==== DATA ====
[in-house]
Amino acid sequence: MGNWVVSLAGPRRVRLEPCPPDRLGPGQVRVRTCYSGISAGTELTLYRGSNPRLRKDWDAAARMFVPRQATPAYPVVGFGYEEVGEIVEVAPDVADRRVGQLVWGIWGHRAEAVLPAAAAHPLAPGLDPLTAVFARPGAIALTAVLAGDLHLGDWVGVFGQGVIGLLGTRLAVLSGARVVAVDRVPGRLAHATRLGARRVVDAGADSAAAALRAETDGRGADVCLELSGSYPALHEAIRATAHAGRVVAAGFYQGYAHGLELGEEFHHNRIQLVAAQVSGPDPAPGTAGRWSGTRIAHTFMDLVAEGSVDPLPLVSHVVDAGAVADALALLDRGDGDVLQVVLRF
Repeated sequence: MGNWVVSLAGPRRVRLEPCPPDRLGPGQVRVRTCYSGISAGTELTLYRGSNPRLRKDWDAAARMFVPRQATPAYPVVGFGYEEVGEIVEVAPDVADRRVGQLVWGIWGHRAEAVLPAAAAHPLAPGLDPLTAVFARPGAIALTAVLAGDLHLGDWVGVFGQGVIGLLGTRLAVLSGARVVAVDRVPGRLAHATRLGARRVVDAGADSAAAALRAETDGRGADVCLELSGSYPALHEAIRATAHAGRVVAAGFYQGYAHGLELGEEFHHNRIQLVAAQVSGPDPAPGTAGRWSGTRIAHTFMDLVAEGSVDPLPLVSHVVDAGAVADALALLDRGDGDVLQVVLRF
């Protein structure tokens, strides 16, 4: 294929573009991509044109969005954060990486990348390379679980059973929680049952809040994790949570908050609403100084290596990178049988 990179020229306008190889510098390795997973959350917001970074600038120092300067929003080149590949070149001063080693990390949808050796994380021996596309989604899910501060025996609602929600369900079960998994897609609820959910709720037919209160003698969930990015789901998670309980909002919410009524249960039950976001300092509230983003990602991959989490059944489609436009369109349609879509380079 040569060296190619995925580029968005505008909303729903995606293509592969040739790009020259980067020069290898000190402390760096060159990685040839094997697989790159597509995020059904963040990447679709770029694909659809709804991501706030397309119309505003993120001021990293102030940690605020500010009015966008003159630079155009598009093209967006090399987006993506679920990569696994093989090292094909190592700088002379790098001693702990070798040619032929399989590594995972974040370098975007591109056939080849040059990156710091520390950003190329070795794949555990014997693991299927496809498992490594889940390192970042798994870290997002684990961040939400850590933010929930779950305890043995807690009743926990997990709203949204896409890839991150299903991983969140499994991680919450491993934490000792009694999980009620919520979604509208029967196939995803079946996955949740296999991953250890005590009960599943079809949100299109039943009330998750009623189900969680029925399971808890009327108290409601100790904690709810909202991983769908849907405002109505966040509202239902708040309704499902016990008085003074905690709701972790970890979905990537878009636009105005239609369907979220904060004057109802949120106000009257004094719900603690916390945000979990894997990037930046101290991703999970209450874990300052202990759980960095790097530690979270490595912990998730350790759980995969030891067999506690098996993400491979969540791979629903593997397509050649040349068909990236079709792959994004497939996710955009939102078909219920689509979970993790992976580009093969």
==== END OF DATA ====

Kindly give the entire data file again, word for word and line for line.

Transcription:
[in-house]
Amino acid sequence: MGNWVVSLAGPRRVRLEPCPPDRLGPGQVRVRTCYSGISAGTELTLYRGSNPRLRKDWDAAARMFVPRQATPAYPVVGFGYEEVGEIVEVAPDVADRRVGQLVWGIWGHRAEAVLPAAAAHPLAPGLDPLTAVFARPGAIALTAVLAGDLHLGDWVGVFGQGVIGLLGTRLAVLSGARVVAVDRVPGRLAHATRLGARRVVDAGADSAAAALRAETDGRGADVCLELSGSYPALHEAIRATAHAGRVVAAGFYQGYAHGLELGEEFHHNRIQLVAAQVSGPDPAPGTAGRWSGTRIAHTFMDLVAEGSVDPLPLVSHVVDAGAVADALALLDRGDGDVLQVVLRF
Repeated sequence: MGNWVVSLAGPRRVRLEPCPPDRLGPGQVRVRTCYSGISAGTELTLYRGSNPRLRKDWDAAARMFVPRQATPAYPVVGFGYEEVGEIVEVAPDVADRRVGQLVWGIWGHRAEAVLPAAAAHPLAPGLDPLTAVFARPGAIALTAVLAGDLHLGDWVGVFGQGVIGLLGTRLAVLSGARVVAVDRVPGRLAHATRLGARRVVDAGADSAAAALRAETDGRGADVCLELSGSYPALHEAIRATAHAGRVVAAGFYQGYAHGLELGEEFHHNRIQLVAAQVSGPDPAPGTAGRWSGTRIAHTFMDLVAEGSVDPLPLVSHVVDAGAVADALALLDRGDGDVLQVVLRF
């Protein structure tokens, strides 16, 4: 294929573009991509044109969005954060990486990348390379679980059973929680049952809040994790949570908050609403100084290596990178049988 990179020229306008190889510098390795997973959350917001970074600038120092300067929003080149590949070149001063080693990390949808050796994380021996596309989604899910501060025996609602929600369900079960998994897609609820959910709720037919209160003698969930990015789901998670309980909002919410009524249960039950976001300092509230983003990602991959989490059944489609436009369109349609879509380079 040569060296190619995925580029968005505008909303729903995606293509592969040739790009020259980067020069290898000190402390760096060159990685040839094997697989790159597509995020059904963040990447679709770029694909659809709804991501706030397309119309505003993120001021990293102030940690605020500010009015966008003159630079155009598009093209967006090399987006993506679920990569696994093989090292094909190592700088002379790098001693702990070798040619032929399989590594995972974040370098975007591109056939080849040059990156710091520390950003190329070795794949555990014997693991299927496809498992490594889940390192970042798994870290997002684990961040939400850590933010929930779950305890043995807690009743926990997990709203949204896409890839991150299903991983969140499994991680919450491993934490000792009694999980009620919520979604509208029967196939995803079946996955949740296999991953250890005590009960599943079809949100299109039943009330998750009623189900969680029925399971808890009327108290409601100790904690709810909202991983769908849907405002109505966040509202239902708040309704499902016990008085003074905690709701972790970890979905990537878009636009105005239609369907979220904060004057109802949120106000009257004094719900603690916390945000979990894997990037930046101290991703999970209450874990300052202990759980960095790097530690979270490595912990998730350790759980995969030891067999506690098996993400491979969540791979629903593997397509050649040349068909990236079709792959994004497939996710955009939102078909219920689509979970993790992976580009093969």